/opt/amazon/openmpi/bin/mpirun \     -n ${NUM_PROCS} -N ${NUM_PROCS_NODE} \     -x RDMAV_FORK_SAFE=1 -x NCCL_DEBUG=info \     -x FI_EFA_USE_DEVICE_RDMA=1 \     --hostfile ${HOSTS_FILE} \     --mca pml ^cm --mca btl tcp,self --mca btl_tcp_if_exclude lo,docker0 --bind-to none \     $HOME/nccl-tests/build/all_reduce_perf -b 8 -e 4G -f 2 -g 1 -c 1 -n 100

Machine learning Optimizations

You can quickly get started with the all benefits mentioned earlier for the p4d by using our latest Deep Learning AMI (DLAMI). The DLAMI now comes with CUDA11 and the latest NVLink and cuDNN SDKs and drivers to take advantage of the p4d.

TensorFloat32 – TF32

TF32 is a new 19 bit precision datatype from NVIDIA introduced for the first time for the p4d.24xlarge instance. This datatype improves performance with little to no loss of training and validation accuracy for most mainstream models. We have more detailed benchmarks for individual algorithms. But, on the p4d.24xlarge you can achieve approximately a 2.5 fold increase compared to FP32 on the p3dn.24xlarge for mainstream deep learning models.

We have updated our machine learning models here to show examples (see the following chart) of popular algorithms our customers are using today including general DNNs and Bert.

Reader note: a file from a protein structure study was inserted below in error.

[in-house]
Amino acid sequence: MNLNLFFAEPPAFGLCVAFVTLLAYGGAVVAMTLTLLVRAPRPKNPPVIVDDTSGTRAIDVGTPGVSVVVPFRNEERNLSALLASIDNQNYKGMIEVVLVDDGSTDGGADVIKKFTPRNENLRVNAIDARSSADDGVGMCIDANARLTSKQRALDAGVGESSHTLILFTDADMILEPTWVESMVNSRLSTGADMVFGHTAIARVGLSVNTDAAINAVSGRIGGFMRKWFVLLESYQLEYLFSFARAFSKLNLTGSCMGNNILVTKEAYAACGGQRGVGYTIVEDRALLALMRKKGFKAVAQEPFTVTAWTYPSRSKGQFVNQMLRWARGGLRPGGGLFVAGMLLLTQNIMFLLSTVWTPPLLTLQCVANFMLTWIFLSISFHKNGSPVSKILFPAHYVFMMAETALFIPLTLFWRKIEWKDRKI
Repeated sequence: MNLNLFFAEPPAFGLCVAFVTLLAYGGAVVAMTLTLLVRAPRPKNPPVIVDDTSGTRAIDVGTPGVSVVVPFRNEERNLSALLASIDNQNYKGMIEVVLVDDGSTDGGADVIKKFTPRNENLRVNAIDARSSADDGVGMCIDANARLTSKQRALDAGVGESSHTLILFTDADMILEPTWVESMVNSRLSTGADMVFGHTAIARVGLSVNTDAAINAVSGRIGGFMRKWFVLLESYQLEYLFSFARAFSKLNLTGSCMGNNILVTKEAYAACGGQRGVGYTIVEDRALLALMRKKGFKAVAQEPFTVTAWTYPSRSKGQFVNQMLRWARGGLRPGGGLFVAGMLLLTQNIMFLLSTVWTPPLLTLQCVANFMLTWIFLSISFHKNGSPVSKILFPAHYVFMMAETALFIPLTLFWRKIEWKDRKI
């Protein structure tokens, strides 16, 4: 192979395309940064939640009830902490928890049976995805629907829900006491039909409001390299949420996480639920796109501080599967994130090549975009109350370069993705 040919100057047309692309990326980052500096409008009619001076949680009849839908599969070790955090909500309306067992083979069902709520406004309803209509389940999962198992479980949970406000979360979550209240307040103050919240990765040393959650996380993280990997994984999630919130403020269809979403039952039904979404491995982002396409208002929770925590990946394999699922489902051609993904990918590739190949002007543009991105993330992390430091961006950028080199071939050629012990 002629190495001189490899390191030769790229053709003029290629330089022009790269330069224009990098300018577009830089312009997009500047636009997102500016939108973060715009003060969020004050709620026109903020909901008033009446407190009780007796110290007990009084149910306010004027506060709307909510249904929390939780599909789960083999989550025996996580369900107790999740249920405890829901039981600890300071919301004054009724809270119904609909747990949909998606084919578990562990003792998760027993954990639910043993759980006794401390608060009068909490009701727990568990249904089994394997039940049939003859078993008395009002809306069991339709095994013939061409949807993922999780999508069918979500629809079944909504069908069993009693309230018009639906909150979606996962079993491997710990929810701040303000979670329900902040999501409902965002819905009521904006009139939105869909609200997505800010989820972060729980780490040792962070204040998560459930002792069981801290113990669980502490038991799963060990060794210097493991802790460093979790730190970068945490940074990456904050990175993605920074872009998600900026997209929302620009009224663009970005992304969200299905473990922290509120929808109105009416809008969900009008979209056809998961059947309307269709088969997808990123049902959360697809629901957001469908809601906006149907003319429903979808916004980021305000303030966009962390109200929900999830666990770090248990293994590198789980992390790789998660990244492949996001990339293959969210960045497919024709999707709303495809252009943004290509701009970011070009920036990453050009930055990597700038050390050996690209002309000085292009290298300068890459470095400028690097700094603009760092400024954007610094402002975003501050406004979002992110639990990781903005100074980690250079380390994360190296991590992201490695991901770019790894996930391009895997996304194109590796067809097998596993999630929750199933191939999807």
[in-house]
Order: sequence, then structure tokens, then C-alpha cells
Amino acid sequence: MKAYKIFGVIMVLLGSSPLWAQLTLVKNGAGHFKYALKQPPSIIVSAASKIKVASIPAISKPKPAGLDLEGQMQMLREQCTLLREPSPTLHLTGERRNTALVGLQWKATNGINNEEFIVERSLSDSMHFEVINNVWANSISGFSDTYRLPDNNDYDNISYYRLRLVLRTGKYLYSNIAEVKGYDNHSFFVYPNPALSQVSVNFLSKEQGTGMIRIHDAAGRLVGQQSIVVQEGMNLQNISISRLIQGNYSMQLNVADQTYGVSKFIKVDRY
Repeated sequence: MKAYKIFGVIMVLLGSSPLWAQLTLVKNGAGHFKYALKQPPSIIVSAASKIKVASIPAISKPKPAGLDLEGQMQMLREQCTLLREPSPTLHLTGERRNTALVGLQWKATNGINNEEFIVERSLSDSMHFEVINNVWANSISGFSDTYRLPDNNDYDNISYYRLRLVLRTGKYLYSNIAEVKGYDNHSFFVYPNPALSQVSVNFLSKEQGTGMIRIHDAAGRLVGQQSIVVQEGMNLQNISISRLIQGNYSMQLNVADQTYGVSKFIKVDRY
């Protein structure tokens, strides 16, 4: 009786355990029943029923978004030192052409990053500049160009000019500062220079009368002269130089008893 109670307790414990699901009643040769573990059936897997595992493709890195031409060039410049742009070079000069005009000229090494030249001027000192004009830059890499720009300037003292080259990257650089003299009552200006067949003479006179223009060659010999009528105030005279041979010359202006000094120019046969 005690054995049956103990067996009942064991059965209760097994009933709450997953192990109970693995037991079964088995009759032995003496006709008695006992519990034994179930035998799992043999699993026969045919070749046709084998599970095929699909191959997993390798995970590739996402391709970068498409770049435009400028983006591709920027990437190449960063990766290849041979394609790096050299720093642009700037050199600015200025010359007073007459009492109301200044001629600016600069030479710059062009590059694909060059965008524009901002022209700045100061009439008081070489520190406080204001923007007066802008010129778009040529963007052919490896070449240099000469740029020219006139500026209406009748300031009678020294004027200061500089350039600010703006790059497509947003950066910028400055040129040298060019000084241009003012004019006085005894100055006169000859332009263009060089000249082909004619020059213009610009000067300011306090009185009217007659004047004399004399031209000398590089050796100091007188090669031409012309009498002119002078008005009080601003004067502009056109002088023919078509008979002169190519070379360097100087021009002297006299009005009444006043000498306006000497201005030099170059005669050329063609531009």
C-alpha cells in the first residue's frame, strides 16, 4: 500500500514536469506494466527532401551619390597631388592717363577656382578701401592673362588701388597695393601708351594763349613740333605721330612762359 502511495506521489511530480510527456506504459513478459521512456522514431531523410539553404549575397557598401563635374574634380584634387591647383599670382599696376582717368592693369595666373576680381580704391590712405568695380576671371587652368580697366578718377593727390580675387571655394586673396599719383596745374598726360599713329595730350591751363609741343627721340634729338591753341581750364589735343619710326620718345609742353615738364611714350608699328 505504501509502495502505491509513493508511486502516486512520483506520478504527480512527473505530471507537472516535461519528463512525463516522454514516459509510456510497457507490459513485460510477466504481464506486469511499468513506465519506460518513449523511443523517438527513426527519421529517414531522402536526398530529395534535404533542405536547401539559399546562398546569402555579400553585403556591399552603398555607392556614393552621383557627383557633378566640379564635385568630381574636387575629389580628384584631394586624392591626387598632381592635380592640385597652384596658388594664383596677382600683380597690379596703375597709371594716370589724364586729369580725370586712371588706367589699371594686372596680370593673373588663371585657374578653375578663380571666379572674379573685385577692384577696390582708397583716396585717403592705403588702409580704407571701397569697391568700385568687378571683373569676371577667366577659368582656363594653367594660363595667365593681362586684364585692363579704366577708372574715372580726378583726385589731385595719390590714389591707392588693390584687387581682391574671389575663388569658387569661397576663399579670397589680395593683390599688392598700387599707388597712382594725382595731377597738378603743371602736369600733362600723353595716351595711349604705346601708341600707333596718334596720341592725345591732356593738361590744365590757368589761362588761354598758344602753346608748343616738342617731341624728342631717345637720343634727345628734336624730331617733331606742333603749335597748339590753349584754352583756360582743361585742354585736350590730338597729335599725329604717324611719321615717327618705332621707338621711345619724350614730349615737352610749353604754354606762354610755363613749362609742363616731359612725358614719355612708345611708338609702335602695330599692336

DNNP3dn FP32 (imgs/sec)P3dn FP16 (imgs/sec)P4d Throughput TF32 (imgs/sec)P4d Throughput FP16 (imgs/sec)P4d over p3dn TF32/FP32P4d over P3dn FP16
1Resnet50305774136841156212.22.1
2Resnet15211452644282357002.52.2
3Inception3201049694808104332.42.1
4Inception48471778202538112.42.1
5VGG1612022092453272403.83.5
6Alexnet3219850708821921330682.62.6
7SSD30015542918346760162.22.1

BERT Large – Wikipedia/Books Corpus

GPUsSequence LengthBatch size / GPU: mixed precision, TF32Gradient Accumulation: mixed precision, TF32Throughput – mixed precision
1112864,641024,1024372
2412864,64256,2561493
3812864,64128,1282936
4151216,82048,409677
5451216,8512,1024303
6851216,8256,512596

You can find other code examples at github.com/NVIDIA/DeepLearningExamples.

If you want to builld your own AMI or extend an AMI maintained by your organization you can use the github repo, which provides Packer scripts to build AMIs for Amazon Linux 2 or Ubuntu 18.04 versions.

https://github.com/aws-samples/aws-efa-nccl-baseami-pipeline

The stack includes the following components:

  • NVIDIA Driver 450.80.02
  • CUDA 11
  • NVIDIA Fabric Manager
  • cuDNN 8
  • NCCL 2.7.8
  • EFA latest driver
  • AWS-OFI-NCCL
  • FSx kernel and client driver and utilities
  • Intel OneDNN
  • NVIDIA-runtime Docker

Conclusion

Get started with the new P4d instances with support on Amazon EKS, AWS Batch, and Amazon Sagemaker. We are excited to hear about what you develop and run with the new P4d instances. If you have any questions please reach out to your account team. Now, go power up your ML and HPC workloads with NVIDIA Tesla A100s and the P4d instances.